I think that Lord Krishna reacts and responds to Arjuna's claim by analyzing its full nature. Lord Krishna correctly points out that Arjuna is not taking his position against fighting because of anything moral. Rather, Lord Krishna is able to fully understand that Arjuna simply does not want to act in accordance to his duty. Lord Krishna understands that Arjuna's vexations are not out of something moral. Rather, Arjuna does not want to do what he knows he must do. Arjuna has taken an existential position, believing himself to be alone in the world. It is here in which Lord Krishna instructs him as to the fault in his reasoning. When Arjuna says that fighting is wrong, Lord Krishna points out that the confrontation of evil and the need to keep an eye towards the maintenance of the world order is what must compel an individual to take action. Refusing to do this is equatable to continuing evil. Lord Krishna makes the case that one must take action in accordance to one's duty.
Arjuna's feelings of existential agony can be set aside if he surrenders attachment to being alone and understands that he is to immerse himself in devotion to Lord Krishna. In being able to understand this, Lord Krishna responds and reacts to what Arjuna initially claims as a moral position, but is actually a desire to evade action. For Lord Krishna, the response suggests clearly that human rationalization in the here and now is not a substitute for the transcendental condition in which all human beings invariably find themselves.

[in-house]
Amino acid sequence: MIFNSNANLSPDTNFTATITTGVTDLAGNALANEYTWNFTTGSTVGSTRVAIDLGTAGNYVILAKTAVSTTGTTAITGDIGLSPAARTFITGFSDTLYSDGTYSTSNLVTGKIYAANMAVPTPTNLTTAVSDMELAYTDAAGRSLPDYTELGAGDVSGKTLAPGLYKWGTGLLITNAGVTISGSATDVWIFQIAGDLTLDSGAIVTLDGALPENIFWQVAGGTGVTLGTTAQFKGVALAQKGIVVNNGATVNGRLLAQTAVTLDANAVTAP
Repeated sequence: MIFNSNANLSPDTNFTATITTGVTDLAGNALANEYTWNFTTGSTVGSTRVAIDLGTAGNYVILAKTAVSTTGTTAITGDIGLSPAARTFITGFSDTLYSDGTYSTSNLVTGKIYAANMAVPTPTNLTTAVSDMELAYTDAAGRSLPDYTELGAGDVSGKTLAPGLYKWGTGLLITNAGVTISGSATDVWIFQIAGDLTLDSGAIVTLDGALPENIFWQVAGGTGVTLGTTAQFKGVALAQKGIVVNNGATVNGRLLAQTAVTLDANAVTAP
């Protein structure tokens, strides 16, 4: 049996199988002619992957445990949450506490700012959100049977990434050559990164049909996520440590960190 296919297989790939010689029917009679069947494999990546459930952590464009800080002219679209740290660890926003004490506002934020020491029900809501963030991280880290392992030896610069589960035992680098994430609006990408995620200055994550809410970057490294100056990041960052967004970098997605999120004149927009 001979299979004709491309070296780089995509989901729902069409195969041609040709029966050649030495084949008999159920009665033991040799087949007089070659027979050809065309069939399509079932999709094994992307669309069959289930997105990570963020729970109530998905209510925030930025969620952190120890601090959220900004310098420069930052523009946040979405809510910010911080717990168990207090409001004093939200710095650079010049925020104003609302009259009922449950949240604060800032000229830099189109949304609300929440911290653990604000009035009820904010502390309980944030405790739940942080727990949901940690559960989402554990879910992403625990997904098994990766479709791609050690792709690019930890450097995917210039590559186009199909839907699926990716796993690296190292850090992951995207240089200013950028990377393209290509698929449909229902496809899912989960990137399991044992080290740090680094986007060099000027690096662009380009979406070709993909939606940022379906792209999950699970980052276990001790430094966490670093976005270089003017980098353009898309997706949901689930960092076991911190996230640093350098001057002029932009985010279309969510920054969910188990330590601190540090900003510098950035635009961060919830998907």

Krishna explained Arjun the meaning of "Deh atma Buddhi". Krishna also said to him that the reason why Arjun was against of kurukshetra battle i.e - "His deh atma buddhi". Krishna said him that -
He should not feel wrong or sin to battle with kauravas as it is necessary for Truth. Krishna explained him that above even dharma is God, who, for His own reasons, desires this battle.